Former members of the military have expressed suicidal thoughts after facing a ‘cruel and unfair’ loan charge, says campaign group Yorkshire News

MP David Davis was the 118th MP to sign a letter warning the prime minister and chancellor that thousands of people are facing bankruptcy due to controversial tax policy.

The Loan Charge Action Group has asked the Prime Minister and Chancellor to “change course” on the loan charge, a policy that has left thousands of people with unexpected tax bills after receiving professional advice.

Last week, Brexit Secretary David Davis became the 118th MP to sign a letter warning the prime minister and chancellor that thousands of people are facing bankruptcy due to the loan charge.

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The open letter, which has been sent on behalf of the Loan Charge & Taxpayer Fairness All Party Parliamentary Group (APPG), states that the loan charge will have a devastating impact on thousands of UK families. Seven suicides were reported to the APPG in the last Parliament.

Labor leader Sir Keir Starmer has also said that the HMRC has “pressing questions to answer” about its handling of the loan charge, in a letter seen by The Yorkshire Post.

Sir Keir has also revealed that he has directed his shadow Treasury ministers to work with loan charge activists to prevent this type of controversy from re-emerging.

The loan fee, announced by the government in 2016, was designed to address tax avoidance schemes in which people receive income in the form of loans that are not repaid to avoid income tax.

Following a public outcry, after thousands of people with modest incomes faced large and unexpected tax bills, the government commissioned a policy review in 2019.

The review has not ended the controversy. The APPG letter calls on the Prime Minister and Chancellor to find a “just resolution” to the saga of loan charges.

Evidence uncovered by the Cross-Party Parliamentary Group on Loan Collection found that, in the vast majority of cases, these deals were not recorded as aggressive tax evasion and were often a condition of employment, especially in the public sector.

A considerable number of people, especially in the public sector, did not know or did not understand that their payment arrangements involved loans, the APPG found.

The Loan Charge Action Group has highlighted the case of a former Barnsley soldier, who said he was left in despair after being affected by the loan charge.

The man, who has asked to remain anonymous, said: “At my lowest point, I was 18 hours away from jumping off the local highway bridge and getting it all done, I only stopped as a result of my accountant explaining to me that everything what I would do is make the problem worse by leaving all these problems for my wife and daughters. “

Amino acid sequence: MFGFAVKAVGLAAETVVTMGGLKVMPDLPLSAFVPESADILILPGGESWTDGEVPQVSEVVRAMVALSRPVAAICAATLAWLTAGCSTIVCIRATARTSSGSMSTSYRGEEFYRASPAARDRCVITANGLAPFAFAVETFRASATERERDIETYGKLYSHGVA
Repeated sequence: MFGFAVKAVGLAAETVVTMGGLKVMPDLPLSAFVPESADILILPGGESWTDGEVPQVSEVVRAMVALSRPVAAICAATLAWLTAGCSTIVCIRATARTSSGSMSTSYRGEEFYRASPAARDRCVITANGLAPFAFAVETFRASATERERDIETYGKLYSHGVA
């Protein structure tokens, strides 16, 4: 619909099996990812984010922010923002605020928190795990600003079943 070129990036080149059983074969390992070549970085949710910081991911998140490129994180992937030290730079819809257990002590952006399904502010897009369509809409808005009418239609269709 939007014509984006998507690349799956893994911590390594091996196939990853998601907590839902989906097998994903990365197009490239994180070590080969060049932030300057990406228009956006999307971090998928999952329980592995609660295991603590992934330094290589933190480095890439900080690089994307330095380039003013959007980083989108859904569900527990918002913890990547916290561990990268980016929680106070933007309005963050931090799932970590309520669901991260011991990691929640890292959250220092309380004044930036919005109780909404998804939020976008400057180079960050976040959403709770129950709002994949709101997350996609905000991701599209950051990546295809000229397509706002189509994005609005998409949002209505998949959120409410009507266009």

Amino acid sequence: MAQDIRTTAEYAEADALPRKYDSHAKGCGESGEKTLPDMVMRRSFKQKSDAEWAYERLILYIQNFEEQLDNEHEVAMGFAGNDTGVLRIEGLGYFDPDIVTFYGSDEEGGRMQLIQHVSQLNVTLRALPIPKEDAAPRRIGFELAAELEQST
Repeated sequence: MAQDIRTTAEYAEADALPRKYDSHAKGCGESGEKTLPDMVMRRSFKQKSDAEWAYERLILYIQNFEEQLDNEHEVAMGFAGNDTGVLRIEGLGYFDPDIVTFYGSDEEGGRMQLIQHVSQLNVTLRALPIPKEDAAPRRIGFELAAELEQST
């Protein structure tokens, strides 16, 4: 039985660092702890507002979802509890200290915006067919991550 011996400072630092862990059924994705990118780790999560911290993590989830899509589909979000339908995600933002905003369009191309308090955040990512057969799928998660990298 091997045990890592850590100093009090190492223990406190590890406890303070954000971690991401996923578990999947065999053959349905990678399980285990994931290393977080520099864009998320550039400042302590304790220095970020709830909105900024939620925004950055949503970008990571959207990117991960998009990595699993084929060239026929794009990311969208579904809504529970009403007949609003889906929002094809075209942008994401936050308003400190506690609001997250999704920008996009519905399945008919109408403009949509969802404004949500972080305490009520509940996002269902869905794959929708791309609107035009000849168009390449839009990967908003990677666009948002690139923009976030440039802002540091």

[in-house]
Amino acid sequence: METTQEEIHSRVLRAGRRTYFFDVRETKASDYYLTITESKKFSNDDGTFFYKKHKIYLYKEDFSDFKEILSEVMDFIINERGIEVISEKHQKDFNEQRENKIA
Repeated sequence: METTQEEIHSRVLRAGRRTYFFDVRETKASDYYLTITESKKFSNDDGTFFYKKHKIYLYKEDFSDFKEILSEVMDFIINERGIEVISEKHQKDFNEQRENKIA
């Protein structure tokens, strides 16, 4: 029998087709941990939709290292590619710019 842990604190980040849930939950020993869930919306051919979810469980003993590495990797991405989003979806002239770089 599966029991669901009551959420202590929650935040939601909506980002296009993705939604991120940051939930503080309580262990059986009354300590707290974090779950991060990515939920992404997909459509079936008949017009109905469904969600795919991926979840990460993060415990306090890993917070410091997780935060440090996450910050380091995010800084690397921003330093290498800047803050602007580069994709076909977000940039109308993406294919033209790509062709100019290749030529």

The man said he settled with HMRC on loans after 2010, forcing him to re-mortgage his home for the next 10 years.

He added, “I had just paid it a year earlier and I also have to pay 50 percent of my disposable income to HMRC every month until I retire.”

He added: ‘I paid a lump sum of £ 25,000 before the September deadline and now I have to pay just under £ 1,000 per month to HMRC and the mortgage payments for the next 10 years and then another eight years of payments to HMRC.. “

Steve Packham, a spokesman for the Loan Charge Action Group, said: “This is yet another case that shows the cruel and unfair reality of the loan charge, yet another example of someone who has considered taking their own life due to a policy that has caused at least seven suicides

“This is not the first former member of the military to have expressed suicidal thoughts due to the collection of the loan.

“There are numerous former veterans facing the loan charge, people who risked their lives serving their country, yet this Government and HMRC are hell-bent on ruining their lives with this policy.

“This is something that should outrage the people and we urge the Minister of the Armed Forces to take an interest and pressure the Prime Minister and the Chancellor to change course before more lives are ruined.”

When questioned by The Yorkshire Post in June, Chancellor Rishi Sunak said the loan charge “had already passed” a lot of scrutiny and had been amended.

In response to concerns about the loan charge, a government spokesperson told The Yorkshire Post: “The loan charge was introduced to ensure that those using covert pay tax evasion schemes paid their fair share of the income tax. income and national insurance contributions. It is only fair that we continue to tackle these types of evasion schemes, as they deprive our public services of vital funding. “

“We encourage anyone who is concerned about paying the loan fee to contact HMRC so they can help. HMRC is committed to working with taxpayers to establish manageable payment plans to spread their tax liability and ensure they are affordable. “

Sir Amyas Morse led an independent review of the policy in 2019 and concluded that it was correct that the loan charge remained in effect, the spokesperson added.

“The Government recognized …

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This notice was published: 2021-09-01 06:34:54

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